by Will Davis
Yesterday, I was reading an old (1970’s) brochure published by ASEA-ATOM on district heating reactors. While looking at that material I remembered that now, today, there is at least one effort afoot today to use a simple pool reactor for district heating – a pretty sharp idea, actually. However, following that and spurred by a conversation on social media with Jessica Lovering, it occurred to me that the lowly pool type reactor, often the first kind of reactor many students have historically encountered in their trip through the nuclear universe, has not been given its due. With that in mind, let’s take a look at pool reactors through historic photos and materials.
Kinds of Reactors
Pool reactors have historically been non-power reactors; that is to say, they’ve not been used to generate electricity or do useful work related to power production. Instead, they fall generally into the classifications of training reactors (reactors used in the educational process for giving first-hand experience in operating a reactor) and test and research reactors (reactors used to test materials or fuels, or used to bombard target experimental materials with radiation for the purpose of investigation.)
Above, we see the very first reactor that could be classified as a “pool reactor” – the Bulk Shielding Reactor at Oak Ridge, placed in operation in 1950. The installation was made as simple as possible, with the reactor core itself held at the bottom of an extension from a movable bridge. “Bulk shielding” was provided by a large pool of water, keeping radiation levels safe for operators on the bridge or near the pool edge while the reactor was operating. Interestingly, the control equipment for this reactor was initially mounted on the traveling bridge itself as seen in this early illustration. This reactor operated initially with conventional MTR type plate fuel (BSR-1 core) but also tested dispersion-type high enriched fuel in a steel plate form (BSR-2 core).
This reactor differed from other early test and research reactors like the Materials Test Reactor and the Engineering Test Reactor (both at NRTS) because of its open construction; the other two mentioned were tank type reactors with the core placed in a tank through which cooling water was pumped. The Bulk Shielding Reactor relied only on the pool water for cooling the core, which was not operated at anything near the power levels used in the larger reactors. In many cases, pool reactors were referred to as “swimming pool reactors” – a fairly appropriate identification, if not an invitation. With the completion of this new type reactor in 1950 it became apparent that a solution had been found to allow a wide number of small reactors to be built (once allowed by the changes to the Atomic Energy Act in 1954).
A Wide Variety
The first non-government-owned pool reactor to be completed was that which Pennsylvania State University designed and built at University Park, Pennsylvania and which is illustrated above. This reactor first started up in 1955, and as can be seen followed a number of features of the Bulk Shielding Reactor closely (including having the control panels on the bridge.) This reactor was originally just a 100 watt reactor, using MTR type fuel; later it was upgraded to 200 watts. This installation also pioneered the use of beam holes, used to directly port radiation from the core out to where it could be used to bombard test objects and materials.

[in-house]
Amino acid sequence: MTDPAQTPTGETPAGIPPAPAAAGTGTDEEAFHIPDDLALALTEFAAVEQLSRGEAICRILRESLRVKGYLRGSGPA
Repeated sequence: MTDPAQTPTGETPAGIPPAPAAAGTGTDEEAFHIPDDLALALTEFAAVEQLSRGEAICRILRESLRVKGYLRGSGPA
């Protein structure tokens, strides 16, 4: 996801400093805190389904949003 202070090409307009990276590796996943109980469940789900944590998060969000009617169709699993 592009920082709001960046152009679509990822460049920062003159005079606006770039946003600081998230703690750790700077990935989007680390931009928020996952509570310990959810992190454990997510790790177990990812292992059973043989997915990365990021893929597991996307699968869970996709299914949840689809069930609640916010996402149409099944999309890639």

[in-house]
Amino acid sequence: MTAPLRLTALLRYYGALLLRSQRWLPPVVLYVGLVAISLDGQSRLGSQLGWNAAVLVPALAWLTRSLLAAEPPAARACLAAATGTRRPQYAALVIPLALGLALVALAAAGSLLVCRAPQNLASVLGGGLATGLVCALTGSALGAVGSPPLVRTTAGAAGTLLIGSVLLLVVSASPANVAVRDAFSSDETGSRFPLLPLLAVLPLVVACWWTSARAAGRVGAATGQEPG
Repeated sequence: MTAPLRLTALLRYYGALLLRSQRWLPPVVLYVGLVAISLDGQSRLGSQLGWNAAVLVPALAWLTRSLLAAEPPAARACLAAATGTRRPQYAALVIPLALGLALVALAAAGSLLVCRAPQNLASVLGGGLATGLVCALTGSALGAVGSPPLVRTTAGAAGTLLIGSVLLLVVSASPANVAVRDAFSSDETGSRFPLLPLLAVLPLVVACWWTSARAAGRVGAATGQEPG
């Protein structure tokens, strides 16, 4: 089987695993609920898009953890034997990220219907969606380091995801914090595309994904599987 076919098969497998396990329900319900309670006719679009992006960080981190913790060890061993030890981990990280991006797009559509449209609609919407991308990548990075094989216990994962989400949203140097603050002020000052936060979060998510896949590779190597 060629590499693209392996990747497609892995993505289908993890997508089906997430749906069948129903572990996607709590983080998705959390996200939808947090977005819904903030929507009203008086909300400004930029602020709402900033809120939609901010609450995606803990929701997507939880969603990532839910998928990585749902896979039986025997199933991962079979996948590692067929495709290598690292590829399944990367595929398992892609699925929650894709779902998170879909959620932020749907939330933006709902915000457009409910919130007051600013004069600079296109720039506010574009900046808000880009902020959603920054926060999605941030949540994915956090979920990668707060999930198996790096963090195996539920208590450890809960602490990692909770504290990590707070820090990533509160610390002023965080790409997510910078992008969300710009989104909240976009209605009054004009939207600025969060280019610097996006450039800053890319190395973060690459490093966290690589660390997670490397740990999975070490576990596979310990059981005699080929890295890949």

While many pool reactors followed the general size and layout of those we see above in photos, there were also efforts made to shrink the pool reactor down to the smallest conceivable useful size – spreading the availability of an actual reactor even more widely.
The pool type training and research reactor spread fairly widely. By the time of the Geneva Atoms for Peace conference in 1958, nine were operating in the United States and seven more were under construction. By 1963, 24 were operating, under construction or planned in the United States and another 20 had been built by US firms abroad or were planned. (For comparison, in 1963 there were 26 of the solid homogeneous type training and research reactors, which are the familiar AGN and Triga reactors, built or planned in the United States – a virtual parity.)
In our next installment on pool reactors we’ll look at instrumentation and the design of a couple of the more elaborate pool reactor facilities. After that we’ll see historic photos of a famous, early and now-gone pool reactor facility under construction. You won’t want to miss those!
•Illustrations in this article come from sales brochures in Will Davis’ collection and the following books:
The Atomic Energy Deskbook, John F. Hogerton. Reinhold Publishing, New York, 1963.
U.S. Research Reactor Operation and Use, US Atomic Energy Commission. Addison-Wesley Publishing, Reading, Massachusetts 1958.
Will Davis is a member of the Board of Directors for the N/S Savannah Association, Inc. He is a consultant to the Global America Business Institute, a contributing author for Fuel Cycle Week, and he writes his own popular blog Atomic Power Review. Davis is also a consultant and writer for the American Nuclear Society, and serves on the ANS Communications Committee and the Book Publishing Committee. He is a former U.S. Navy reactor operator and served on SSBN-641, USS Simon Bolivar. His popular Twitter account, @atomicnews is mostly devoted to nuclear energy.
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